Tuesday, May 29, 2007

Willamette Dry Irish Stout

Garnett and I accidentally/on purpose found this brewery during the Great American Beer Tour. It was on purpose because this is the place we were looking, but accidental since we asked some random guys if they knew were it was. Turns out they worked for Willamette brewery, and the address on the Beertown.org site was wrong. Even though they were packing up to go home for the day, they took the time to give us a 5-minute tour of their operation and sent us on our way with a free growler.
Brewery - Willamette Brewery LLC in Eugene, Oregon
Style – Dry Irish Stout
OG – 12.2° Plato
ABV – 5.2%
IBUs - 37Serving Type - half-gallon growler
Eugene has now opened two new breweries in as many years (Ninkasi being the other new one). While Willamette Brewery brings the total to only 5, dwarfed by Portland's 40+, this place is special. It is the smallest brewery in Eugene, and there is a good chance that it's the smallest in Oregon. Having only opened in October of '06 (even it was registered in April of '04) by brothers Jeff and Chris Althouse, I think they told me their capacity was only 4 or 5 barrels. The brewery itself is tucked away in a small warehouse that, on a good day, is 2,000 sq. feet.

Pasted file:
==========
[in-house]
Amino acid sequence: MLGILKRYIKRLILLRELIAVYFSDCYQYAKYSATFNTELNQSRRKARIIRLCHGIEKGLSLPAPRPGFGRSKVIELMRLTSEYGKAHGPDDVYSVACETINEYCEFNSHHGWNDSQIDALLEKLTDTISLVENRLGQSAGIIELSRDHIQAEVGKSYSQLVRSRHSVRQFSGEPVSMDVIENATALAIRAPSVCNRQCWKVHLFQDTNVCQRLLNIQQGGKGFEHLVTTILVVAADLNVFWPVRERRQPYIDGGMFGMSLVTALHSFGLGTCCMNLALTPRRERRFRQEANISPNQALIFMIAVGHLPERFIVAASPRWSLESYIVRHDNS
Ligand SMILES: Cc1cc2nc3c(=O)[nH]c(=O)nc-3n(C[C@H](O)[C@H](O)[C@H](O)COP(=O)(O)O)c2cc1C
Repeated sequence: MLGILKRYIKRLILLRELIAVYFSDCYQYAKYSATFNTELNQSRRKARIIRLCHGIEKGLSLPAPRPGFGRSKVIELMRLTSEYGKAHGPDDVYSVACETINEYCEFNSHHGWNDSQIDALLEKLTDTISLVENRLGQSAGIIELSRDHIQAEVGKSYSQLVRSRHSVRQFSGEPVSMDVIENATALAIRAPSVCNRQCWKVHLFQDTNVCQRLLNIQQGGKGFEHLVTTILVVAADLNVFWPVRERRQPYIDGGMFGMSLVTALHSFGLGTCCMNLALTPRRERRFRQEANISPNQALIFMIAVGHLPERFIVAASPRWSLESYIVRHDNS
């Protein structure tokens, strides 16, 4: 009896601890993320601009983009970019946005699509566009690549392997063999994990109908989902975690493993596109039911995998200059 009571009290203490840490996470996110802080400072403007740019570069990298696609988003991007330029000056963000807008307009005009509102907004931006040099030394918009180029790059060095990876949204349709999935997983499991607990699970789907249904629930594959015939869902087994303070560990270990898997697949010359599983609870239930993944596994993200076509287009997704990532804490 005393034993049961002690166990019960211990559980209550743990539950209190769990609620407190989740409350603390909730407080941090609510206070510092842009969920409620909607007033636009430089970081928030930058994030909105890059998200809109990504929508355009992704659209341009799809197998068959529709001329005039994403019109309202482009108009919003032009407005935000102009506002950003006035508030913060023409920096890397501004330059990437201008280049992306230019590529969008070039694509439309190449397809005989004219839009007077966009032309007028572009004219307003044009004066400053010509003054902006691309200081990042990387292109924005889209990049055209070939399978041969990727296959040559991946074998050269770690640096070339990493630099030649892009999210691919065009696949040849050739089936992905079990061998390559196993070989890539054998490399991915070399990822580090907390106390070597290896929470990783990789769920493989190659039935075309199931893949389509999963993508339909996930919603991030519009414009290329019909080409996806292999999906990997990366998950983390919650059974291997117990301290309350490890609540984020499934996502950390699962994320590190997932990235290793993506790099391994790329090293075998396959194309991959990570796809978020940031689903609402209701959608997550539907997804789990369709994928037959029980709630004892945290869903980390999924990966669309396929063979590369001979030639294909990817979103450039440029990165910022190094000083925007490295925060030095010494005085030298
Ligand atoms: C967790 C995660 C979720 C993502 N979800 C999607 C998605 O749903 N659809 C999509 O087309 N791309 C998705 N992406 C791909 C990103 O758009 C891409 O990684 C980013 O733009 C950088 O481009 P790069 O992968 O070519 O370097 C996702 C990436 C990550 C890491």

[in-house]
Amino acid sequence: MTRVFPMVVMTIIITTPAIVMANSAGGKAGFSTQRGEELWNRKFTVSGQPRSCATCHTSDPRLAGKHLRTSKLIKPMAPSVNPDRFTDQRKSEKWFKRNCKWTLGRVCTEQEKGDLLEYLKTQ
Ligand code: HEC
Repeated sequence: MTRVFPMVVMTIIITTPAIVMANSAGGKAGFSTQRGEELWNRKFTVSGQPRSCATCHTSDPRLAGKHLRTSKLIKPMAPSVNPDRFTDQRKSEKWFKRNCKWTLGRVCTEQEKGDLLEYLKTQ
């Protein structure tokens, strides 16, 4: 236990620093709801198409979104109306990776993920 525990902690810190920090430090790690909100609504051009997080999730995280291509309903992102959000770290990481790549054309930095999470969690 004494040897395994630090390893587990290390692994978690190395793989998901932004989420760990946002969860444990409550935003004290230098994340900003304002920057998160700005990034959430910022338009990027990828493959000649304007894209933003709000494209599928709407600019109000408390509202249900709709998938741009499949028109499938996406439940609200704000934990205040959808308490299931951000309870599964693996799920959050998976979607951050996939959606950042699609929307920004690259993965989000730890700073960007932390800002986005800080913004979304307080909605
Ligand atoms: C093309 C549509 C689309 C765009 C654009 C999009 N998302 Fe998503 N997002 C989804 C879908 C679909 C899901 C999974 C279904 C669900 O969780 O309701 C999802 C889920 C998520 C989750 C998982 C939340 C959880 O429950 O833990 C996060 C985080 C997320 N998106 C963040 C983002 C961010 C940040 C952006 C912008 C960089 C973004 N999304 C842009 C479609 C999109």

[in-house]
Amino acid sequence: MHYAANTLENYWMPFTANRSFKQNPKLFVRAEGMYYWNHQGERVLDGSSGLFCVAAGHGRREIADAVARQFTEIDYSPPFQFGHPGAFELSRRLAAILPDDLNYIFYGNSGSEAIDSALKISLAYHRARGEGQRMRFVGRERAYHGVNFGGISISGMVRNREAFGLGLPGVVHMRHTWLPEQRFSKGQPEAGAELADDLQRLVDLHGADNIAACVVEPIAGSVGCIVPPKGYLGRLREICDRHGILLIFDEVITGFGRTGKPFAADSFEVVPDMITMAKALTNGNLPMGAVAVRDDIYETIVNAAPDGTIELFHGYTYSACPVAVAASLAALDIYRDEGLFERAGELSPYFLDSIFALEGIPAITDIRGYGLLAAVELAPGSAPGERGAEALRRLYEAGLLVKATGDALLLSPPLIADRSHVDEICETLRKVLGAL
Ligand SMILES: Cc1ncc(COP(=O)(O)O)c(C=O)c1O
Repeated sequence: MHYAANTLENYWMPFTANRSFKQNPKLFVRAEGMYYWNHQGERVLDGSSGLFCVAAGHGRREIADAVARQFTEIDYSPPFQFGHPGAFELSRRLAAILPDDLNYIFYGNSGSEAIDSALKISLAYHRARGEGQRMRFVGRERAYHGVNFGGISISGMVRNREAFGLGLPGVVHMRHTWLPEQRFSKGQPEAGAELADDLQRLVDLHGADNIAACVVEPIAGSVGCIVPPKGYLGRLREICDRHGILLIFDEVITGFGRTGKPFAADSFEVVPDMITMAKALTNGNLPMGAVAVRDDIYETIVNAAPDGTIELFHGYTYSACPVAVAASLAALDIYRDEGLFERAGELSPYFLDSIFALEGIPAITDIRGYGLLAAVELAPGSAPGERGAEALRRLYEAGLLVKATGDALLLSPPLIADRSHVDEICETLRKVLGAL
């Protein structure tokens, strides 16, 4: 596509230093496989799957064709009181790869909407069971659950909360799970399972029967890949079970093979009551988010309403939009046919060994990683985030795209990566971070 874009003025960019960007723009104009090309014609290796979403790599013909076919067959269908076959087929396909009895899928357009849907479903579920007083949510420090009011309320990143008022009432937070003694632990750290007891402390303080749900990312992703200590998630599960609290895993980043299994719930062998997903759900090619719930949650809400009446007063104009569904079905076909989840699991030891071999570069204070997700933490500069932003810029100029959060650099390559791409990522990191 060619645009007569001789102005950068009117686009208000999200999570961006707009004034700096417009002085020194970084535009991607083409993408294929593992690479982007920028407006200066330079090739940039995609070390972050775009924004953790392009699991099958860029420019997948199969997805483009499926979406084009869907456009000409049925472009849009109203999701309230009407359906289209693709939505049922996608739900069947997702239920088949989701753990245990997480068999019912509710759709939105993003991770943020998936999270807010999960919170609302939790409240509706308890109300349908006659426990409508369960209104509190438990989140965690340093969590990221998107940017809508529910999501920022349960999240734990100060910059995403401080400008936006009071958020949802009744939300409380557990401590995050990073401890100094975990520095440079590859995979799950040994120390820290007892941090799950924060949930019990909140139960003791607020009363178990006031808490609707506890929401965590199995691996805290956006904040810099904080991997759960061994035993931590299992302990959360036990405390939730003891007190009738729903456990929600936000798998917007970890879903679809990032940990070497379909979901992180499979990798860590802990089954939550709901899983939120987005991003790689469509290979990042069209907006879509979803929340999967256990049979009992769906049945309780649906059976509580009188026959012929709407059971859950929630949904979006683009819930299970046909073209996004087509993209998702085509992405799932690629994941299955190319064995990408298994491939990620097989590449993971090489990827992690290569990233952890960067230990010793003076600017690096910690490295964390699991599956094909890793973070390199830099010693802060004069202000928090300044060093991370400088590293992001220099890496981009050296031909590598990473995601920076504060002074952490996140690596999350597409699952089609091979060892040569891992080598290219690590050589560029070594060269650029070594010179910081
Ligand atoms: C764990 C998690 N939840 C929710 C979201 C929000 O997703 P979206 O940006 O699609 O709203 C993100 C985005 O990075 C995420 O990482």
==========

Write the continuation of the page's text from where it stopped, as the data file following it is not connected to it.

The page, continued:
Being that they set up in the hippiest city in the hippiest state, it's hardly surprising that "Sustainability" is one of the breweries core values. Sure, they use organic ingredients from local produces to produce unfiltered beer (needing less processing) and it's all done with 100% windpower, but they once again take that extra little step to stand out. The custom made Oregon black oak tap handles were designed and created by a family owned working company in Eugene. These handles are unique, as far as I know, since they have a hollowed out section behind their trademark tree for business cards. Not only is there information about the company on these cards, but there is a beer description on each card. The opposite side of the card is a solid color that corresponds with the beer. So, even though all the taps look alike you can tell what is in the keg by the color of the background of the tree.

Glass – 20 oz Imperial (Nonic) glass

Aroma – Coffee dominates the nose, but isn’t overpowering. Lightly roasted malts and hits of chocolate are also tucked away.
Appearance – This beer is deep black. I got virtually no crow but what was there was a very light tan that left no lacing.

Flavor – Coffee and roasty flavors remain constant all across the pallet. There are some barely detectable floral hops and bitterness on the sides. A few seconds after it goes down the coffee aftertaste kicks in. Maybe just a hint of lingering acidity.

Mouthfeel – Silky smooth with a light to medium body. There is also a dry finish.

Final Thoughts – Classic Dry Irish stout in almost every way. Not to dry, not to roasty. The only thing I can think of that would make this better would be to serve it on nitro. If I wanted to be extremely critical I would have to mark it down for not being bitter enough. This breweries size limits its distribution area so I doubt I’ll find it on tap in Portland, but I’ll definitely be looking for there other beers as I travel south.